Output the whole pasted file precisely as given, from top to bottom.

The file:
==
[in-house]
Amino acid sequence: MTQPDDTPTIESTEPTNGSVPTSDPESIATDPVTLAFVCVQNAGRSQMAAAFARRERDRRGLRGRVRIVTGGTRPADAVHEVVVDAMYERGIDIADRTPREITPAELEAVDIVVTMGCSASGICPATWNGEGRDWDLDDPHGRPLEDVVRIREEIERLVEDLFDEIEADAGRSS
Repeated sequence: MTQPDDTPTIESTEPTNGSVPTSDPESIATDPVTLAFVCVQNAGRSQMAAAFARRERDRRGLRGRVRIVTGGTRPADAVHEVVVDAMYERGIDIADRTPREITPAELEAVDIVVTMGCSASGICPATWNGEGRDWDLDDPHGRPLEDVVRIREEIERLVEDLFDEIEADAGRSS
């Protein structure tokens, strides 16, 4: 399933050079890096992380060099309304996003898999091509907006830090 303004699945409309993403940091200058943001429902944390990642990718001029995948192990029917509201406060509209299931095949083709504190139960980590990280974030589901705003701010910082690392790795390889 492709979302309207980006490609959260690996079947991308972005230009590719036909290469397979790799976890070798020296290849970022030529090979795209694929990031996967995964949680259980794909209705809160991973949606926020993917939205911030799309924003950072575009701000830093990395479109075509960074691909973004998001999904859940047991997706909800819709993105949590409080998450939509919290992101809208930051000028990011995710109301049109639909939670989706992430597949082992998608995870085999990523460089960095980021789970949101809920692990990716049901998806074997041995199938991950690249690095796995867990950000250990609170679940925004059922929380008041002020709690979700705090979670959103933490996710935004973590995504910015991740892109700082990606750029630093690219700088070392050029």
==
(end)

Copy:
[in-house]
Amino acid sequence: MTQPDDTPTIESTEPTNGSVPTSDPESIATDPVTLAFVCVQNAGRSQMAAAFARRERDRRGLRGRVRIVTGGTRPADAVHEVVVDAMYERGIDIADRTPREITPAELEAVDIVVTMGCSASGICPATWNGEGRDWDLDDPHGRPLEDVVRIREEIERLVEDLFDEIEADAGRSS
Repeated sequence: MTQPDDTPTIESTEPTNGSVPTSDPESIATDPVTLAFVCVQNAGRSQMAAAFARRERDRRGLRGRVRIVTGGTRPADAVHEVVVDAMYERGIDIADRTPREITPAELEAVDIVVTMGCSASGICPATWNGEGRDWDLDDPHGRPLEDVVRIREEIERLVEDLFDEIEADAGRSS
């Protein structure tokens, strides 16, 4: 399933050079890096992380060099309304996003898999091509907006830090 303004699945409309993403940091200058943001429902944390990642990718001029995948192990029917509201406060509209299931095949083709504190139960980590990280974030589901705003701010910082690392790795390889 492709979302309207980006490609959260690996079947991308972005230009590719036909290469397979790799976890070798020296290849970022030529090979795209694929990031996967995964949680259980794909209705809160991973949606926020993917939205911030799309924003950072575009701000830093990395479109075509960074691909973004998001999904859940047991997706909800819709993105949590409080998450939509919290992101809208930051000028990011995710109301049109639909939670989706992430597949082992998608995870085999990523460089960095980021789970949101809920692990990716049901998806074997041995199938991950690249690095796995867990950000250990609170679940925004059922929380008041002020709690979700705090979670959103933490996710935004973590995504910015991740892109700082990606750029630093690219700088070392050029």